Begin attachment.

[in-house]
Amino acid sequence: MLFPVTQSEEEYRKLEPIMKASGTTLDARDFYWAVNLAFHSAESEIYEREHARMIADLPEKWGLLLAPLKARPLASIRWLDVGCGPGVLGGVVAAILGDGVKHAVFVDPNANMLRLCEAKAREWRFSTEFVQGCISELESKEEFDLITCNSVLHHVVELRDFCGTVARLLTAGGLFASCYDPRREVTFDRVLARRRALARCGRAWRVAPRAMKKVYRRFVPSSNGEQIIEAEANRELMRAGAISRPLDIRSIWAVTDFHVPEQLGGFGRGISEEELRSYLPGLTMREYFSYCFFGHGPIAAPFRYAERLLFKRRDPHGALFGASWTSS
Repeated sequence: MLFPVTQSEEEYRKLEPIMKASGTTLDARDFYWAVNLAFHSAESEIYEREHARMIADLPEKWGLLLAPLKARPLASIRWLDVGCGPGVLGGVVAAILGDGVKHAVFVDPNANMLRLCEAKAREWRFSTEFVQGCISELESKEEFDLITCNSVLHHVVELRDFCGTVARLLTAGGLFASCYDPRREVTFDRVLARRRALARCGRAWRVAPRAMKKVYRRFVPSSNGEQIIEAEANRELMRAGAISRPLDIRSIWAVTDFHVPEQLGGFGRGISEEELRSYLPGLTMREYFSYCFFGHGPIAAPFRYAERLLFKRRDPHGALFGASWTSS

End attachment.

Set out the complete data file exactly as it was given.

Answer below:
[in-house]
Amino acid sequence: MLFPVTQSEEEYRKLEPIMKASGTTLDARDFYWAVNLAFHSAESEIYEREHARMIADLPEKWGLLLAPLKARPLASIRWLDVGCGPGVLGGVVAAILGDGVKHAVFVDPNANMLRLCEAKAREWRFSTEFVQGCISELESKEEFDLITCNSVLHHVVELRDFCGTVARLLTAGGLFASCYDPRREVTFDRVLARRRALARCGRAWRVAPRAMKKVYRRFVPSSNGEQIIEAEANRELMRAGAISRPLDIRSIWAVTDFHVPEQLGGFGRGISEEELRSYLPGLTMREYFSYCFFGHGPIAAPFRYAERLLFKRRDPHGALFGASWTSS
Repeated sequence: MLFPVTQSEEEYRKLEPIMKASGTTLDARDFYWAVNLAFHSAESEIYEREHARMIADLPEKWGLLLAPLKARPLASIRWLDVGCGPGVLGGVVAAILGDGVKHAVFVDPNANMLRLCEAKAREWRFSTEFVQGCISELESKEEFDLITCNSVLHHVVELRDFCGTVARLLTAGGLFASCYDPRREVTFDRVLARRRALARCGRAWRVAPRAMKKVYRRFVPSSNGEQIIEAEANRELMRAGAISRPLDIRSIWAVTDFHVPEQLGGFGRGISEEELRSYLPGLTMREYFSYCFFGHGPIAAPFRYAERLLFKRRDPHGALFGASWTSS